Ornamental grasses are some of the easiest plants to design with on the coast because almost every ornamental grass tolerates the salt spray and harsh winds off the ocean.

They look great massed, which is also a wonderful feature for the coast because massing plants helps the wind move up and over the plants without giving them a beating.

Blasen Landscape Architecture, original photo on Houzz

But the number-one reason to love using ornamental grasses in a coastal landscape is because they make the breezy atmosphere a real benefit. The wind catches their wispy leaves and creates a graceful sense of motion in the landscape.

The rolling look of the beige flowers evokes the shifting of the sand dunes or the whitecaps on the ocean. There’s no better way to reflect the beauty of the ocean in your landscaping then by using ornamental grasses, and these eight varieties will suit any coastal garden.

Daniel Nolan for Flora Grubb Gardens, original photo on Houzz

Mexican feather grass: Nassella tenuissima is a finely textured, loosely swaying grass that seems to fit with the weathered, natural look of the coast. They reach 3 feet tall and tolerate harsh coastal winds, lean sandy soil and little water once established. Cut them back to a height of 5 inches when the blades begin clumping together and looking like large dreadlocks.

California red fescue: Festuca rubra is native to California and makes an excellent lawn substitute in coastal areas. It holds the sandy soil down and takes little water or care to develop a flowing texture and healthy green look.

Flax grass: Phormiu comes in a wide array of colors and sizes, from dwarf foot-tall specimens to spiky monsters 8 feet tall. Most modern cultivars top out around 5 or 6 feet tall and wide. They’re available in colors such as bright red, gold, shiny black, cream-variegated and more. Because they have such wide blades, they make an immediate dramatic impact in the coastal landscape. While their blades can be damaged by wind, they are such vigorous growers that if you are willing to periodically thin out any damaged leaves, they will make a stunning showpiece plant for the coastal garden.

Huettl Landscape Architecture, original photo on Houzz

Golden sweet flag: Acorus gramineus or “Ogon” is one of relatively few ornamental grasses happy in partial or even full shade. The cheery golden color brightens up the shady side of a coastal landscape, and this grass tolerates salt winds with ease. Reaching only 2 feet tall and 3 feet wide, it’s happiest with regular water in the landscape and can even be used in a water feature or bog planting. Best of all, this easygoing plant is evergreen.

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Melissa Gale Photography, original photo on Houzz

Feather reed grass: Calamagrostis x acutiflora “Karl Foerster” is an upright, slender grass with blonde flowers (shown) from late summer through early winter. Because it reaches 4 feet tall but only 2 feet wide, it can be an effective choice against the house or near pathways where a wider plant would overtake the space. Feather reed grass needs pruning only once a year in late winter or early spring before it begins to regrow. Cut it back to a height of 5 inches tall, and it will reward you with fresh new growth come spring and summer.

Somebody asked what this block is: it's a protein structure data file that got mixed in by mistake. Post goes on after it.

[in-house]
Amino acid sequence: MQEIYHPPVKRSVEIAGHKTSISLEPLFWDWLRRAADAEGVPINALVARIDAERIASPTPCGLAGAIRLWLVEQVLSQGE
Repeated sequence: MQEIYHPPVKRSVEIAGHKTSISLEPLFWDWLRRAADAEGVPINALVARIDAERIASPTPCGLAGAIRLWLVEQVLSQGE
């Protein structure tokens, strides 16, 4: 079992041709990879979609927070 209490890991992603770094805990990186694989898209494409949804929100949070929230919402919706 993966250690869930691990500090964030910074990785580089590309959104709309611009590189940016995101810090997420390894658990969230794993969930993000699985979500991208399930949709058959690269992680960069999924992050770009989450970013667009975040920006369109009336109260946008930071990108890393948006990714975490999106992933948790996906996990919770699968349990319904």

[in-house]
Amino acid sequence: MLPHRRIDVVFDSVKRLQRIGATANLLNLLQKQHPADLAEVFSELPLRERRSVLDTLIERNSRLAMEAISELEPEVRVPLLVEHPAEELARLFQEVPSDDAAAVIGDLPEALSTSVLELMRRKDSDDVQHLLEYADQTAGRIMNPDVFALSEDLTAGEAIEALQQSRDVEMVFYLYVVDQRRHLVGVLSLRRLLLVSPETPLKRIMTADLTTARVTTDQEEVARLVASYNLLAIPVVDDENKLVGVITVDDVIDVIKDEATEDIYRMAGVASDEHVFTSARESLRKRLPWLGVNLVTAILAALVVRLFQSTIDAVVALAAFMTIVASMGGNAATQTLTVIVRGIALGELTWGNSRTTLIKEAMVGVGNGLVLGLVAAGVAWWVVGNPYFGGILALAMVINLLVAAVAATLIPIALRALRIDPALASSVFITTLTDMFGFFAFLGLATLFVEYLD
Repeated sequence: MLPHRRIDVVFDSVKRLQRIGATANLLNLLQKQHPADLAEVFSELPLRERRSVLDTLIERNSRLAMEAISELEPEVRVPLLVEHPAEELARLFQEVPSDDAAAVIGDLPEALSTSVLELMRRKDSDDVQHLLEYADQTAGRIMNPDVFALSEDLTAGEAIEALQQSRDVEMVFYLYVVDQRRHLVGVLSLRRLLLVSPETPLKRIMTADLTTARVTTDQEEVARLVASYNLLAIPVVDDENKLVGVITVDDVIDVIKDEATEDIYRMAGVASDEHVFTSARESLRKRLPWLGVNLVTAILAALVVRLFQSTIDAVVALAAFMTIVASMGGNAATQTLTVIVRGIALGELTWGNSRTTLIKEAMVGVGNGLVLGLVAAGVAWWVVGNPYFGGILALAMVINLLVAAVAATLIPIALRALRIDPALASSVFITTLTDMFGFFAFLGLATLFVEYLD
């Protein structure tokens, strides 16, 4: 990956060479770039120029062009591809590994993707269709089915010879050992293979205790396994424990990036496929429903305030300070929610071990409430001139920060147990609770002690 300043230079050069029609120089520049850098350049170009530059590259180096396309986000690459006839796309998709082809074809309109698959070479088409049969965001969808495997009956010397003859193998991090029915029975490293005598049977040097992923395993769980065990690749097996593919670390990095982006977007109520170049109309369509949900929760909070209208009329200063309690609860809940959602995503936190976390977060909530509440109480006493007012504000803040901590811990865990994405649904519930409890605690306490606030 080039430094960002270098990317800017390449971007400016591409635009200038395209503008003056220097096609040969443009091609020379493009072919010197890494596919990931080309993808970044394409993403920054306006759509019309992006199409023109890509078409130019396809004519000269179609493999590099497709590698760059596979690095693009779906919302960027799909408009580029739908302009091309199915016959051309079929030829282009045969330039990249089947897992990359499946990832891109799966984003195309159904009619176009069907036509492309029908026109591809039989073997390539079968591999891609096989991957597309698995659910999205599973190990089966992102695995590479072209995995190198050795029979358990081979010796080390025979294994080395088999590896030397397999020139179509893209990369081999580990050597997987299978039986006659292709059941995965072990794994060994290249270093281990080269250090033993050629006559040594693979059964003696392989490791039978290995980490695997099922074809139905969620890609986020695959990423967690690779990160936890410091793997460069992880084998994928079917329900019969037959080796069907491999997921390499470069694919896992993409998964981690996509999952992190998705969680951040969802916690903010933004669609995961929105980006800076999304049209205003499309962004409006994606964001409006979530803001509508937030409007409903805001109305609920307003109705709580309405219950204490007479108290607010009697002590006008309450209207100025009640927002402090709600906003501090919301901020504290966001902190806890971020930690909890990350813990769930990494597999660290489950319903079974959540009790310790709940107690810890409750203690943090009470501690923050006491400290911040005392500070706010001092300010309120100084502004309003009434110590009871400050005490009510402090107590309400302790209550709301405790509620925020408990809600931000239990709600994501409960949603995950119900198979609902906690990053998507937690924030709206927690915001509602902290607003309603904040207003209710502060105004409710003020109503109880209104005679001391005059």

Cape rush: Chondropetalum tectorum is an easy-to-grow plant that tolerates a wide range of soils as long as it is watered regularly. It does well in full sun or with at least five hours of direct sunshine per day, and reaches about 4 feet tall and 6 feet wide. It fits in particularly well in modern coastal gardens because the dark brown (almost black) bracts and flowers make such a strong display with modern elements like rusty metal or black resin planters. It is evergreen and needs no pruning.

Lankford Associates Landscape Architects, original photo on Houzz

This landscape features two favorite coast-loving grasses. The smaller grass in the foreground is blue oat grass, Helictotrichon sempervirens, which is an evergreen sun-loving grass that demands good drainage but is otherwise unfussy. The only maintenance blue oat grass needs is to have its foliage combed every few months to remove the beige leaves. To comb, put on rubber gloves and run your fingers through the grass. The old leaves will stick to the rubber and come out easily.

The second type of grass in this shot is maiden grass, Miscanthus sinensis or “Gracillimus”. This grass reaches about 5 feet tall and wide, and so makes a bolder statement in the landscape. The purple flower plumes in fall are a wonderful accent when seen against a coastal sunset. Unfortunately, maiden grass isn’t evergreen and must be cut back to 6 inches tall in late winter or early spring.